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Microsoft to pay £8.5bn in 'Vista Capable' case

Estimated cost to upgrade affected machines

Microsoft could end up shelling out $8.5bn (£6.1bn) to settle with all of the customers involved in the Vista Capable lawsuit.

The lawsuit claims Microsoft defrauded customers by promoting PCs and laptops as 'Vista Capable' when they could only run Windows Vista Home Basic, which the plaintiffs have contended, is not the 'real' Vista, in large part because it lacks the Aero user interface. Microsoft has denied that it duped consumers, and has countered that Home Basic is a legitimate version of Vista.

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The estimated figure was contained in documents published by the US court, which is handling the lawsuit against the tech company. Microsoft dismissed the estimate in a filing of its own yesterday, saying it was "absurdly [valued]" and if damages were granted, added that it would be a "windfall to millions".

Keith Leffler, a University of Washington economist and expert witness for the plaintiffs, calculated that it would cost a minimum of $3.92bn (£2.86bn) and as much as $8.52bn (£6.1bn) to upgrade the 19.4 million PCs sold as Vista Capable to hardware able to run the premium versions of Windows Vista.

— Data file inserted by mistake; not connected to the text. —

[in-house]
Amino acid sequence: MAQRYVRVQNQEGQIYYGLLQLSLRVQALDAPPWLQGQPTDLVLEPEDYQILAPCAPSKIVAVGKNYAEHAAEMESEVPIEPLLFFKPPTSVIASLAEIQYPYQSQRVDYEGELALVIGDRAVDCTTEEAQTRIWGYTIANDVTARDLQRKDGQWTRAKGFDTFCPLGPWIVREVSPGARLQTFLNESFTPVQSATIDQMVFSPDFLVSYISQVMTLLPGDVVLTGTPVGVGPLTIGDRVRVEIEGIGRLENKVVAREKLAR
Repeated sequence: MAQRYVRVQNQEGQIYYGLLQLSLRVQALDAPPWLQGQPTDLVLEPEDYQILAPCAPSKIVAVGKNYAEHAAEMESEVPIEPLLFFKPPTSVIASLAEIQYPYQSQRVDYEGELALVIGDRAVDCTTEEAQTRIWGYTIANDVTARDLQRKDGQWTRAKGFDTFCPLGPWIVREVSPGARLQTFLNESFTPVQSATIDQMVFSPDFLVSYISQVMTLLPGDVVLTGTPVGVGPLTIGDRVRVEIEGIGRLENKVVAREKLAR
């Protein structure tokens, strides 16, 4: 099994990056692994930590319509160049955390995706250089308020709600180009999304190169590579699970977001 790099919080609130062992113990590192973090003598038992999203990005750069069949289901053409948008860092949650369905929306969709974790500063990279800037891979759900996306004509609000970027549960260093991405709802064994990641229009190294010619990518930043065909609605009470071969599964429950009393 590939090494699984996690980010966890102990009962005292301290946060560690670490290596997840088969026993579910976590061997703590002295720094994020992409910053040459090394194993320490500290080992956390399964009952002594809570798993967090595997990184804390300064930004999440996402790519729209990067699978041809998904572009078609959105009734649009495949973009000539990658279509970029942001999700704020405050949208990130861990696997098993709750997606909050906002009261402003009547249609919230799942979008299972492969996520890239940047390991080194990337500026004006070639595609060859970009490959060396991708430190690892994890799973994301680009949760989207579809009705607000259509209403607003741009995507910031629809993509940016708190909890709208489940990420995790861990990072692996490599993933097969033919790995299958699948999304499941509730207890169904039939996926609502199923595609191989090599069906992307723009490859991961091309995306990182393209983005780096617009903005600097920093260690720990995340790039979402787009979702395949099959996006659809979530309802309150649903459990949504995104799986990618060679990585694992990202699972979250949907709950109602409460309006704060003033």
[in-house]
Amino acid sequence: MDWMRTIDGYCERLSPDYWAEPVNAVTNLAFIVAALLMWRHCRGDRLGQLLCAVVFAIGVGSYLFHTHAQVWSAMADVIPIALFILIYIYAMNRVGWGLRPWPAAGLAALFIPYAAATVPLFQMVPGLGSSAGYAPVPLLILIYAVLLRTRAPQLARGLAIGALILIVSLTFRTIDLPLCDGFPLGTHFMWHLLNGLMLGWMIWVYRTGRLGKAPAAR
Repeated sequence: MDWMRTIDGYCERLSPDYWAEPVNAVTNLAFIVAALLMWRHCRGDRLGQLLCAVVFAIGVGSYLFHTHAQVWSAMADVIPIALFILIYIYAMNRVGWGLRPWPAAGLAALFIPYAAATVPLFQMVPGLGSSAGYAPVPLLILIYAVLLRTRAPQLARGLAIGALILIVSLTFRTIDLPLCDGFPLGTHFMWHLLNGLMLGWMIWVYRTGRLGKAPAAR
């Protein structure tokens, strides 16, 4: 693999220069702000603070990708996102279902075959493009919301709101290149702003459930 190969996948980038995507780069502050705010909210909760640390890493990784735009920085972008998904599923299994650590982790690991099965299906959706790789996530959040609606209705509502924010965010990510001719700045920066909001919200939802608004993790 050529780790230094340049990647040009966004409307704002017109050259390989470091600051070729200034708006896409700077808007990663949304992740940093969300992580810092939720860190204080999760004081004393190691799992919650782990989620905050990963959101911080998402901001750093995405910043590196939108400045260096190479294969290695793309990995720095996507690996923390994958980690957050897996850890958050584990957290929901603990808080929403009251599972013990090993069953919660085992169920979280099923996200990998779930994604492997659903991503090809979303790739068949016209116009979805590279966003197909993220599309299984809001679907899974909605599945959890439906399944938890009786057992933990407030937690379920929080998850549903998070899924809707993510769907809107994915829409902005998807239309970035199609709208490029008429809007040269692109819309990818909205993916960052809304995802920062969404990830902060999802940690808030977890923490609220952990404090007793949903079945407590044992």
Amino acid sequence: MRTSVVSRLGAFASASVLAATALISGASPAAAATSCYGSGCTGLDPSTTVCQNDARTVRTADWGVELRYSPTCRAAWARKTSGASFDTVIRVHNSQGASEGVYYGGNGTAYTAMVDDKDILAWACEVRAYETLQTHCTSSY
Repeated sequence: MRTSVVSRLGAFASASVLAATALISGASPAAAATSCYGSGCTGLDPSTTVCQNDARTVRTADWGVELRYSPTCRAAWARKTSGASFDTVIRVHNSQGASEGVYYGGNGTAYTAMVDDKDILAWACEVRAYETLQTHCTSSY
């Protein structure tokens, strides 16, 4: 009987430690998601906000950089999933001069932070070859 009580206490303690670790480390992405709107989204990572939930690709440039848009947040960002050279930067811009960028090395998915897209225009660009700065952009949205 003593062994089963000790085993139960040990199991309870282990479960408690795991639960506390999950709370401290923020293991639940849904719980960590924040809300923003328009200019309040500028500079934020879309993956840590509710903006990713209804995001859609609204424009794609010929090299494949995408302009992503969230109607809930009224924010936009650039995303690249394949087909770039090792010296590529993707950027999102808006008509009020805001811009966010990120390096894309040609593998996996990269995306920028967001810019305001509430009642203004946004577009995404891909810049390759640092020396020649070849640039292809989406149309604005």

In a heavily-redacted report, Leffler said he had used data provided by Microsoft to arrive at the number of ‘Vista upgradeable' PCs sold in the US from April 2006, when the Vista Capable campaign started, to January 2007, when Vista hit retail shelves and the program ended.

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Of those PCs, 13.75 million laptops and 5.65 million desktop computers were classified as Vista Capable but not able to meet the more stringent requirements for the 'Premium Ready' label, Leffler estimated.

By the criteria set by Microsoft and passed to computer makers, Vista Capable meant that the machine was able to run at least Windows Vista Basic, the entry-level edition of the line. Such a system, however, might not be able to run a more powerful version, or if it could, might not be able to execute all its features. A Premium Ready logo, on the other hand, indicated that the PC was able to run higher-end versions, such as Vista Home Premium, Vista Business and Vista Ultimate.

Leffler arrived at his minimum and maximum upgrade costs by estimating how much it would cost to upgrade each Vista Capable machine to 1GB of memory and a graphic card capable of running Aero. It would cost a maximum of $155 (£113) to upgrade each desktop, and between $245 and $590 (£179 and £431) to upgrade each laptop.

NEXT PAGE: Upgrades would be a windfall for millions


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